$user_status = array(
                      'status_id' => '../statuses/status/id',
                      'status_text' => '../statuses/status/text',
                      'status_source' => '../statuses/status/source',
                      'user_id' => '../statuses/status/user/id',
                      'user_name' => '../statuses/status/user/name',
                      'user_screen_name' => '../statuses/status/user/screen_name'




  // include the xpath file

  // read the xml source as string
  $str = file_get_contents("imoracle.xml");

  // load the string as xml object
  $xml = simplexml_load_string($str);

  // initialize the return array
  $result = array();

  // parse the xml nodes
  foreach($user_status as $key => $xpath) {
    $values = $xml->xpath("{$xpath}");
    foreach($values as $value) {
      $result[$key][] = (string)$value;

  // print the return array


If we try to print out this $result on a browser screen, here is how the result will look like:

    [status_id] => Array
            [0] => 2499838341
            [1] => 2499780899
            [2] => 2499724163
            [3] => 2499607183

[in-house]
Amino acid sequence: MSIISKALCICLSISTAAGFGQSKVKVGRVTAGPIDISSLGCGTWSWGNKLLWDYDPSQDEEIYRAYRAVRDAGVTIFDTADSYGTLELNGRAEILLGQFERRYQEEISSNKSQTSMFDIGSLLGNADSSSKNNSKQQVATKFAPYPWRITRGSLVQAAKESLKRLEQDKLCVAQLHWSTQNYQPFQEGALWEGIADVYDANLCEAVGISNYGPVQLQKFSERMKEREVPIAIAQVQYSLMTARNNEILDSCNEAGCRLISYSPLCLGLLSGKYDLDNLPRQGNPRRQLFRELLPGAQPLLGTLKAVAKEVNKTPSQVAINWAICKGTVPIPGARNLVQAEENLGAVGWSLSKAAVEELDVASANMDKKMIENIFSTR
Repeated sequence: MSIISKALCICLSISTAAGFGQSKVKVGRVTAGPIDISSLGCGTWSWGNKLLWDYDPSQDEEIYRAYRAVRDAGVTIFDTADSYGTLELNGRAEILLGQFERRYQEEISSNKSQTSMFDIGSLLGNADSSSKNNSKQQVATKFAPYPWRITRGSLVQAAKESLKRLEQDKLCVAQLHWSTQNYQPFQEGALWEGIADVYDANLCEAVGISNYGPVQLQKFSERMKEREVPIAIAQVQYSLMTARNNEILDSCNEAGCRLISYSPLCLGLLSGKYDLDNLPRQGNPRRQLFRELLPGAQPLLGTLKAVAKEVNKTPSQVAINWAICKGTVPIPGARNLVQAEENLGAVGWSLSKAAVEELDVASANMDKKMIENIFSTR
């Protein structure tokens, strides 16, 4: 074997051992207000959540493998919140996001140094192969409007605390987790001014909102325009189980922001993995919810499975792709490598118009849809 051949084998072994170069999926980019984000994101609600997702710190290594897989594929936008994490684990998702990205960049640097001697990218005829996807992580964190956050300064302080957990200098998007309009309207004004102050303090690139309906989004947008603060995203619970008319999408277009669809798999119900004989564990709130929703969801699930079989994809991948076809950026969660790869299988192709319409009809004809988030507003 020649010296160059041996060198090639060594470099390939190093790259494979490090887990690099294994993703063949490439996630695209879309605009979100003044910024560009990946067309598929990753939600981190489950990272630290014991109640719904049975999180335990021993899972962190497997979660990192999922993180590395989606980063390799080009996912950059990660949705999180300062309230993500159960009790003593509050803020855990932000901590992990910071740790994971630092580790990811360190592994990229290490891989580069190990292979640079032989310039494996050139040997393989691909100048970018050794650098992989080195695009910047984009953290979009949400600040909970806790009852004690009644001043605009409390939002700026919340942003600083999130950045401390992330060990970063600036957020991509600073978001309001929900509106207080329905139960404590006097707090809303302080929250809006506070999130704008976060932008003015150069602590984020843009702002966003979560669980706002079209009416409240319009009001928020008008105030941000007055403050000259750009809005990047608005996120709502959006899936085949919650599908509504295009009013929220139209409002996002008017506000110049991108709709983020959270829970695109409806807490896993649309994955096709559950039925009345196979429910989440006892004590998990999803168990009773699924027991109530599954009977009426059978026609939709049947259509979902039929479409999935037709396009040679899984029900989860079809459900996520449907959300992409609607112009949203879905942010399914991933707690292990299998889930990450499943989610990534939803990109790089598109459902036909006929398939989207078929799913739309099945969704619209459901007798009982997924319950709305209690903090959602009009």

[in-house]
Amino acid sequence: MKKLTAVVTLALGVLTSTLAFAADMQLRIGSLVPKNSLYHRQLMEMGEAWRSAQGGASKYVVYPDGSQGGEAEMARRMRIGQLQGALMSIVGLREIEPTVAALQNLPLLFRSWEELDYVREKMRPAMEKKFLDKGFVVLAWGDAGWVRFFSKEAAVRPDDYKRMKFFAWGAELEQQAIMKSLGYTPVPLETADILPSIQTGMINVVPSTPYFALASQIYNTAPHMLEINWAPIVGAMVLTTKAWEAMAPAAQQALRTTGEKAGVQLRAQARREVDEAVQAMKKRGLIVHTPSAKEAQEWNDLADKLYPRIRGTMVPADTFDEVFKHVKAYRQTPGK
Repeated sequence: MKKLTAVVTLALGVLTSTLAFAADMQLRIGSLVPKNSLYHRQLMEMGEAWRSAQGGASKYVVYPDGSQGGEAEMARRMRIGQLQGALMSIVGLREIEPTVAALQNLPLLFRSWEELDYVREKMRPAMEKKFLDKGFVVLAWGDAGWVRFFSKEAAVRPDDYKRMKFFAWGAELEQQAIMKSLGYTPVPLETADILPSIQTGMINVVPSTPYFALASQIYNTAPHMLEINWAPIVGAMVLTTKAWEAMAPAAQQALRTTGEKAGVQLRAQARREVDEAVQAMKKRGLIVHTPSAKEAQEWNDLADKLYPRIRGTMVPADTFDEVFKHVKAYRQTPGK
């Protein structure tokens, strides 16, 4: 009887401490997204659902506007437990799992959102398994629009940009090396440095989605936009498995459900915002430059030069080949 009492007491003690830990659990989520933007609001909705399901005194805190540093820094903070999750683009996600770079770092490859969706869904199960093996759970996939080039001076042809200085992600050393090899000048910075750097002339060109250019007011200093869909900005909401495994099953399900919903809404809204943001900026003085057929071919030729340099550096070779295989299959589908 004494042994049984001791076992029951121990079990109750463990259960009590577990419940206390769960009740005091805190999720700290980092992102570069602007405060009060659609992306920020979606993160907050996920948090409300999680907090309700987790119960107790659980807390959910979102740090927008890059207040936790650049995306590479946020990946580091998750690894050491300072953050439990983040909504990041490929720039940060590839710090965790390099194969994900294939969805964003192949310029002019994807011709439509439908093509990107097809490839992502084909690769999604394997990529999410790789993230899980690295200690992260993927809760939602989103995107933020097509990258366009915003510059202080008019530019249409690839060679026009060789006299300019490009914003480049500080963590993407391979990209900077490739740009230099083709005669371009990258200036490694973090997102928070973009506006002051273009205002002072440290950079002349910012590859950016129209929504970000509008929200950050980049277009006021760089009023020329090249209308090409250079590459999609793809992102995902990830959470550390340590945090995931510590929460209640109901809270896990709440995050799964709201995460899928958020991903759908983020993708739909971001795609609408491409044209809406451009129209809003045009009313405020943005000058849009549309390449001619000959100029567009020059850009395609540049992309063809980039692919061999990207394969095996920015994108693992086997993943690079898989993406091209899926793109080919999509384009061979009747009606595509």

[status_text] => Array
            [0] => 13 Beautiful WordPress Showcase Sites
            [1] => 55 Really Creative And Unique Blog Design Showcase
            [2] => Need PHP symfony developer to complete tvguide.com clone
            [3] => 22 Open Source PHP Frameworks To Shorten Your Development Time

    [status_source] => Array
            [0] => <a href="http://apiwiki.twitter.com/">API</a>
            [1] => <a href="http://apiwiki.twitter.com/">API</a>
            [2] => <a href="http://apiwiki.twitter.com/">API</a>
            [3] => <a href="http://apiwiki.twitter.com/">API</a>

    [user_id] => Array
            [0] => 14574588
            [1] => 14574588
            [2] => 14574588
            [3] => 14574588

    [user_name] => Array
            [0] => Abhinav Singh
            [1] => Abhinav Singh
            [2] => Abhinav Singh
            [3] => Abhinav Singh

    [user_screen_name] => Array
            [0] => imoracle
            [1] => imoracle
            [2] => imoracle
            [3] => imoracle


The Best Part:
The best part of this approach is that, suppose in future our project demands extraction of the following nodes too:

  1. truncated: ../statuses/status/truncated
  2. favorited: ../statuses/status/truncated ../statuses/status/favorited
  3. location: ../statuses/status/user/location
  4. description: ../statuses/status/user/description

All we need to do is, simply add these xpaths in xpath.php file, without having to change the parser.php file. In case of a project you may want to create a function or a class out of the parser.php file so that you can request data from that.

Download the source code from here:

If you liked the post, do not forget to leave a comment and follow me on twitter.
Do let me know of better methods if you know any. Happy XML Parsing!

Facebook type image rotation and more using PHP and Javascript